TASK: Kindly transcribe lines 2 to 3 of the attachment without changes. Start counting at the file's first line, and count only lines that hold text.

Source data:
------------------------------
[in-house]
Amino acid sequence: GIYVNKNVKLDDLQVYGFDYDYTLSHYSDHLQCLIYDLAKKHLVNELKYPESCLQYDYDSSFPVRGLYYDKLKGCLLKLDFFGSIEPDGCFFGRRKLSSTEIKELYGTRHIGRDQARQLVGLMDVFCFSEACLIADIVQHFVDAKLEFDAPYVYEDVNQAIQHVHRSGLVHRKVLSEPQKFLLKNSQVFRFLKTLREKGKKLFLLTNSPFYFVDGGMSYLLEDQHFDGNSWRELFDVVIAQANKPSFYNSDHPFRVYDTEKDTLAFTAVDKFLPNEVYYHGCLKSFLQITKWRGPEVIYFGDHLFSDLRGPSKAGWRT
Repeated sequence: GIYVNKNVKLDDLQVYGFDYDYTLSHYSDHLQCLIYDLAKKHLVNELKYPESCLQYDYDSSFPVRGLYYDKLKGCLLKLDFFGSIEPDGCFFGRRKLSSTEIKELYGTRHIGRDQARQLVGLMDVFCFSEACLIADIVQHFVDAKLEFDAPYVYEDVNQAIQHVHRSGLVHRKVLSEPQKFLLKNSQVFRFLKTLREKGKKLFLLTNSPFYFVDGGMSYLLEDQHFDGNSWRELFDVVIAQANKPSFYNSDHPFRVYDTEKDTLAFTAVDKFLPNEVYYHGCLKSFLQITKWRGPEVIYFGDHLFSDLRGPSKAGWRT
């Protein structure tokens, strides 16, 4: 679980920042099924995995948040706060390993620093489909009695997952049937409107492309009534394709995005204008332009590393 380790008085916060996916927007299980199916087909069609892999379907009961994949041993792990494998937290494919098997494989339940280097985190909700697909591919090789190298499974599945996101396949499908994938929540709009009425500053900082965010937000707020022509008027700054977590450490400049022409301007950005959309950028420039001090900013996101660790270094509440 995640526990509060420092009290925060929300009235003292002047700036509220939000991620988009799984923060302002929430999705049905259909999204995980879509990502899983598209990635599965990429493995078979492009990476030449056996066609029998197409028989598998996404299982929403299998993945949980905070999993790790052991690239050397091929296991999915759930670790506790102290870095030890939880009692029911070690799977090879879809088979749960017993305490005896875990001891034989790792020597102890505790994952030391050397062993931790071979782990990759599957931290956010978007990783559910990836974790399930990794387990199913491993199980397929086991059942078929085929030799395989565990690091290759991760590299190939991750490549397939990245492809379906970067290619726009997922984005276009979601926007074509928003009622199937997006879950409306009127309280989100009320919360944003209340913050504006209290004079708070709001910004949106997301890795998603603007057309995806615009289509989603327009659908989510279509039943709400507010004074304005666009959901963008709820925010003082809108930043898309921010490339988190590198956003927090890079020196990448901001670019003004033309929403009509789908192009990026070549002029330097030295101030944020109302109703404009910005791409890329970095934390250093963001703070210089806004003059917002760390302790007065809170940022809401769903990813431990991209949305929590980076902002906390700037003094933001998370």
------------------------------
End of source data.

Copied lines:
Amino acid sequence: GIYVNKNVKLDDLQVYGFDYDYTLSHYSDHLQCLIYDLAKKHLVNELKYPESCLQYDYDSSFPVRGLYYDKLKGCLLKLDFFGSIEPDGCFFGRRKLSSTEIKELYGTRHIGRDQARQLVGLMDVFCFSEACLIADIVQHFVDAKLEFDAPYVYEDVNQAIQHVHRSGLVHRKVLSEPQKFLLKNSQVFRFLKTLREKGKKLFLLTNSPFYFVDGGMSYLLEDQHFDGNSWRELFDVVIAQANKPSFYNSDHPFRVYDTEKDTLAFTAVDKFLPNEVYYHGCLKSFLQITKWRGPEVIYFGDHLFSDLRGPSKAGWRT
Repeated sequence: GIYVNKNVKLDDLQVYGFDYDYTLSHYSDHLQCLIYDLAKKHLVNELKYPESCLQYDYDSSFPVRGLYYDKLKGCLLKLDFFGSIEPDGCFFGRRKLSSTEIKELYGTRHIGRDQARQLVGLMDVFCFSEACLIADIVQHFVDAKLEFDAPYVYEDVNQAIQHVHRSGLVHRKVLSEPQKFLLKNSQVFRFLKTLREKGKKLFLLTNSPFYFVDGGMSYLLEDQHFDGNSWRELFDVVIAQANKPSFYNSDHPFRVYDTEKDTLAFTAVDKFLPNEVYYHGCLKSFLQITKWRGPEVIYFGDHLFSDLRGPSKAGWRT